The fragment can be of any size. An antigenic fragment is capable of inducing an immune response in a subject or be recognized by a specific antibody. In some embodiments, the fragment corresponds to an amino-terminal truncation mutant. In some embodiments, the number of amino terminal amino acids missing from the fragment ranges from 1-100 amino acids. In some embodiments, it ranges from 1-75 amino acids, 1-50 amino acids, 1-40 amino acids, 1-30 amino acids, 1-25 amino acids, 1-20 amino acids, 1-15 amino acids, 1-10 amino acids and 1-5 amino acids.

In some embodiments, the fragment corresponds to carboxyl-terminal truncation mutant. In some embodiments, the number of carboxyl terminal amino acids missing from the fragment ranges from 1-100 amino acids. In some embodiments, it ranges from 1-75 amino acids, 1-50 amino acids, 1-40 amino acids, 1-30 amino acids, 1-25 amino acids, 1-20 amino acids, 1-15 amino acids, 1-10 amino acids and 1-5 amino acids.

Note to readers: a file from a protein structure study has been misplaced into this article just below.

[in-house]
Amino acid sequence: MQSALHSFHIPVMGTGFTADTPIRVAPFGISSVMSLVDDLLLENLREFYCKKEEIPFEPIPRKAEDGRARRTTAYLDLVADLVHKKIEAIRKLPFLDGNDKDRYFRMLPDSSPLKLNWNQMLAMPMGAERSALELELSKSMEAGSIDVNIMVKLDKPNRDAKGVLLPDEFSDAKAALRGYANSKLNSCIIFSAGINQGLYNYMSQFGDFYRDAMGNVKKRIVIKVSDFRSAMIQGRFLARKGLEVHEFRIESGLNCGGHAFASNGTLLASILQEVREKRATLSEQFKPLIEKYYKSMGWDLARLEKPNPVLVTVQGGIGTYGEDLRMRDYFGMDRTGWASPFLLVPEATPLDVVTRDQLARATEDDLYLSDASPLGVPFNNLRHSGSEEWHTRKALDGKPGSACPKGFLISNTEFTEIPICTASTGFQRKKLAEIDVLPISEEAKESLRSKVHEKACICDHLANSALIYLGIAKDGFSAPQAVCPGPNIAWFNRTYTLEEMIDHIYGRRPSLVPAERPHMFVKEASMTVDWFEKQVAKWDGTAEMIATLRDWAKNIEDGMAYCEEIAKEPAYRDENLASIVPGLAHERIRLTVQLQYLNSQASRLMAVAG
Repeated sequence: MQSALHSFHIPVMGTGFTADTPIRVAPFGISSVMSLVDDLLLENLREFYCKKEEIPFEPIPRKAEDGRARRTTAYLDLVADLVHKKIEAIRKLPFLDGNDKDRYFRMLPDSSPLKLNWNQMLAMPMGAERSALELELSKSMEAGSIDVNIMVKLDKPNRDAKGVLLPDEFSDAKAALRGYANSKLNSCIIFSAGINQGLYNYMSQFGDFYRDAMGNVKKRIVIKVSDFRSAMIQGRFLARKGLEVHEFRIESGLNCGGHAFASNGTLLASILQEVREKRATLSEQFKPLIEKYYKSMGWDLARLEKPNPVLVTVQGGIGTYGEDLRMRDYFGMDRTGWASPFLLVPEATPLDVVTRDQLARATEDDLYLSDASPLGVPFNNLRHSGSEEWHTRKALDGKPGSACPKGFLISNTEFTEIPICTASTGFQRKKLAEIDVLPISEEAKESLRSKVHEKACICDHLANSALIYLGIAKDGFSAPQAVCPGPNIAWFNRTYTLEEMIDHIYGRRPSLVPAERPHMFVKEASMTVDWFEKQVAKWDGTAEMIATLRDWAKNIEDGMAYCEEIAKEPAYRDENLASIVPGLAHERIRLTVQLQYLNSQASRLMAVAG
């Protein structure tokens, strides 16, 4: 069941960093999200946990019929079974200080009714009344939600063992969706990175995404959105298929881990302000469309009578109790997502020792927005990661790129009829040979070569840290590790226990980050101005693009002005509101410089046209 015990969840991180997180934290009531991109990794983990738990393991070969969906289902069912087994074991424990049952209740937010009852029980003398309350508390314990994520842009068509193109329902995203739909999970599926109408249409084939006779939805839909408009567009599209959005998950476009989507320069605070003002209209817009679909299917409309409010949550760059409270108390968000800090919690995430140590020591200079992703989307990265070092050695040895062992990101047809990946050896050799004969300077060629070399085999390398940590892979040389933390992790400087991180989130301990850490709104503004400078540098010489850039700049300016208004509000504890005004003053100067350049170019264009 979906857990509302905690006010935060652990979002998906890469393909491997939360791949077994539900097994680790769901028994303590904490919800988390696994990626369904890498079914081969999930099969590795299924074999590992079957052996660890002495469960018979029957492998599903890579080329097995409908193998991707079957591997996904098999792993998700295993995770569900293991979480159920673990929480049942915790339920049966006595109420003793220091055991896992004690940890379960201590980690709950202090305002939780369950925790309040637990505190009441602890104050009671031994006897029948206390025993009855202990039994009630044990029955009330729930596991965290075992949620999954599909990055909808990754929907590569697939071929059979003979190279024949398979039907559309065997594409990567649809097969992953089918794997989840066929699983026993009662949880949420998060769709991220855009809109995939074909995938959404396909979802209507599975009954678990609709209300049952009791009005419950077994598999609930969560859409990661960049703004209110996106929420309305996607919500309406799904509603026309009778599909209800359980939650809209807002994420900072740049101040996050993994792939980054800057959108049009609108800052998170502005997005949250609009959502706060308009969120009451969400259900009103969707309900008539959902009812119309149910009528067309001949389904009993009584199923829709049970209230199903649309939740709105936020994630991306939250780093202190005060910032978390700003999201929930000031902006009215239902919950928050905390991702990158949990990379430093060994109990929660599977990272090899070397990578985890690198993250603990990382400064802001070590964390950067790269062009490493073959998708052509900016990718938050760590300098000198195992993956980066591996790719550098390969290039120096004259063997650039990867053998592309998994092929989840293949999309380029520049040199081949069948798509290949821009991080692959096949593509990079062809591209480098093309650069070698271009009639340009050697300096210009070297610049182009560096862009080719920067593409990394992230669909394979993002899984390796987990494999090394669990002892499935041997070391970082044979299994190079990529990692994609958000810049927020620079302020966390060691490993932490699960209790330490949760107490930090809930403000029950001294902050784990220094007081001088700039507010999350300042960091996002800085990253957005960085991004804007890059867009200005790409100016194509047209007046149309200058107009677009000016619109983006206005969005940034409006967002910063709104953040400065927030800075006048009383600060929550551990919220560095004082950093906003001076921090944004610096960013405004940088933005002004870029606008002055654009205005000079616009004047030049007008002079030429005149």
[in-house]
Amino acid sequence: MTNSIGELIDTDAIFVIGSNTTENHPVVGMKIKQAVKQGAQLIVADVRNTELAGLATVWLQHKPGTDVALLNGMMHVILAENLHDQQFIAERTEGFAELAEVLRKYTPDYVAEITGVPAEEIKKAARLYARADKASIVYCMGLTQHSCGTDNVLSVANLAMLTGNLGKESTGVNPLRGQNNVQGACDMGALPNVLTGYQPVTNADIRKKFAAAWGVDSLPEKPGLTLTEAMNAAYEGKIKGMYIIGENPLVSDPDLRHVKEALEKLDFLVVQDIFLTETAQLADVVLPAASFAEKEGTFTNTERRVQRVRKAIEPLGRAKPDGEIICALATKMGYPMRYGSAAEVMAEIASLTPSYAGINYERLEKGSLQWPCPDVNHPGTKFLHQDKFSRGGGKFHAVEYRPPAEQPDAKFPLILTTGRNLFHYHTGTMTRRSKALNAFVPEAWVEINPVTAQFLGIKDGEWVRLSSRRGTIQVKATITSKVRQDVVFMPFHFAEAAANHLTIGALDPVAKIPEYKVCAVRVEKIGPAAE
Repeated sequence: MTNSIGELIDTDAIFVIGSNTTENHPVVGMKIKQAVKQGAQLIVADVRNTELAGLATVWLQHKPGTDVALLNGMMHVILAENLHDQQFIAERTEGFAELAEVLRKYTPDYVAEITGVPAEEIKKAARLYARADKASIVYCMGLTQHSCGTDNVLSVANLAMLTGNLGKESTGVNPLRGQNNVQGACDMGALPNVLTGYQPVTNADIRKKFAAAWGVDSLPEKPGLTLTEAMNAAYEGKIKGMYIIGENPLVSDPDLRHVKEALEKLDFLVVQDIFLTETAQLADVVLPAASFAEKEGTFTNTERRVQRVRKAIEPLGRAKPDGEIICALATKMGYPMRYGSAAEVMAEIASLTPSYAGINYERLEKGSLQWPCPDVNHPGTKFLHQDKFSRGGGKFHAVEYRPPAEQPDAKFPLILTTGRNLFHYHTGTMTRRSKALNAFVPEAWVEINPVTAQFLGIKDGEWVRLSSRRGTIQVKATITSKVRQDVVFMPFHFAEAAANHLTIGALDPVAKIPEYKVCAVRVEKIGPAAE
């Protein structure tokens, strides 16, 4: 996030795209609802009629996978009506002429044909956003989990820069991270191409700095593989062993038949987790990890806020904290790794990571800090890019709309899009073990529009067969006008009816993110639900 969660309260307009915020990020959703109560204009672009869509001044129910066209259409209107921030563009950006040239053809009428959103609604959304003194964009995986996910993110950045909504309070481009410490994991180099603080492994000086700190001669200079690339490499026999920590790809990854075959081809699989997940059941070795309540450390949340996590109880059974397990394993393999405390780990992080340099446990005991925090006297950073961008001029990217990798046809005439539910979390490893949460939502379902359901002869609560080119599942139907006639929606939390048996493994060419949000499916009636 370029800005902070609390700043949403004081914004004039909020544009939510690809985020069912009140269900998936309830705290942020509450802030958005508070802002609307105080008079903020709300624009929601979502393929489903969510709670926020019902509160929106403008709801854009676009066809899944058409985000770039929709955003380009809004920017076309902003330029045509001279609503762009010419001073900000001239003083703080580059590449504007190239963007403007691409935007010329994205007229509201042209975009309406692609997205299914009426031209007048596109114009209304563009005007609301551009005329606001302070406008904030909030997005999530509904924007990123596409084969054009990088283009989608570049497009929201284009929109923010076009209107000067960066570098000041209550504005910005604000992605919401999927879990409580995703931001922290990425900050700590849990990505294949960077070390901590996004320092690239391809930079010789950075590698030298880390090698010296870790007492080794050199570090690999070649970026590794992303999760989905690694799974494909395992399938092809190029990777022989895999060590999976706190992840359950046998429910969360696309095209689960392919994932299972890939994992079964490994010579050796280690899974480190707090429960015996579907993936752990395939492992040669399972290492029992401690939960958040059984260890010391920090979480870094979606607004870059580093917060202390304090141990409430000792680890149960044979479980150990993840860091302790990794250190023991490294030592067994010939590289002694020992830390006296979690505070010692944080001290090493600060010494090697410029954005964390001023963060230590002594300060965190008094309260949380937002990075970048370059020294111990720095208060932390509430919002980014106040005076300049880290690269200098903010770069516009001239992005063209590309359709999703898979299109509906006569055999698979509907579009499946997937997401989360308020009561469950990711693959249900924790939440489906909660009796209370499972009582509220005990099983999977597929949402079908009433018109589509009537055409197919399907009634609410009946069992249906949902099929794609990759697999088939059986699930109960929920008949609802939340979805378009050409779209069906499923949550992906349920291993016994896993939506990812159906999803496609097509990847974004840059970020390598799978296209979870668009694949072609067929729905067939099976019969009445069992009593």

In some embodiments, the fragment corresponds to an internal fragment that lacks both the amino and carboxyl terminal amino acids. In some embodiments, the fragment is 7-200 amino acid residues in length. In some embodiments, the fragment is 10-100 amino acid residues, 15-85 amino acid residues, 25-65 amino acid residues or 30-50 amino acid residues in length. In some embodiments, the fragment is 7 amino acids, 10 amino acids, 12 amino acids, 15 amino acids, 20 amino acids, 25 amino acids, 30 amino acids, 35 amino acids, 40 amino acids, 45 amino acids, 50 amino acids 55 amino acids, 60 amino acids, 80 amino acids or 100 amino acids in length.